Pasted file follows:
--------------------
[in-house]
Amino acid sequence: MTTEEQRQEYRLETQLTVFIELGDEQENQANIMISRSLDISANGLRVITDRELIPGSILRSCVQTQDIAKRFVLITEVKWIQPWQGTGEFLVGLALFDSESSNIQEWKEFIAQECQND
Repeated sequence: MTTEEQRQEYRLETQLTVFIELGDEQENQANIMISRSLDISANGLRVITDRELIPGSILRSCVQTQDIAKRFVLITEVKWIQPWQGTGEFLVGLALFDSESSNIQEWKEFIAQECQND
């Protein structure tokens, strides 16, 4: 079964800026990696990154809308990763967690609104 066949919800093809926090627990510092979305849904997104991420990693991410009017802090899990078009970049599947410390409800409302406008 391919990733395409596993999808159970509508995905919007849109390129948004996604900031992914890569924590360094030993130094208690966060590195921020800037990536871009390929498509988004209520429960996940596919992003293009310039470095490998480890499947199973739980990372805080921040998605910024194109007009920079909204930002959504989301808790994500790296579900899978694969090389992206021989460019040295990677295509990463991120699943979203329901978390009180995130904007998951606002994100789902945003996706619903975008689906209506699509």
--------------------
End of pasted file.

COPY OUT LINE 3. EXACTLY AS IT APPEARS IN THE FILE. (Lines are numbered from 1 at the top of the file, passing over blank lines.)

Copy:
Repeated sequence: MTTEEQRQEYRLETQLTVFIELGDEQENQANIMISRSLDISANGLRVITDRELIPGSILRSCVQTQDIAKRFVLITEVKWIQPWQGTGEFLVGLALFDSESSNIQEWKEFIAQECQND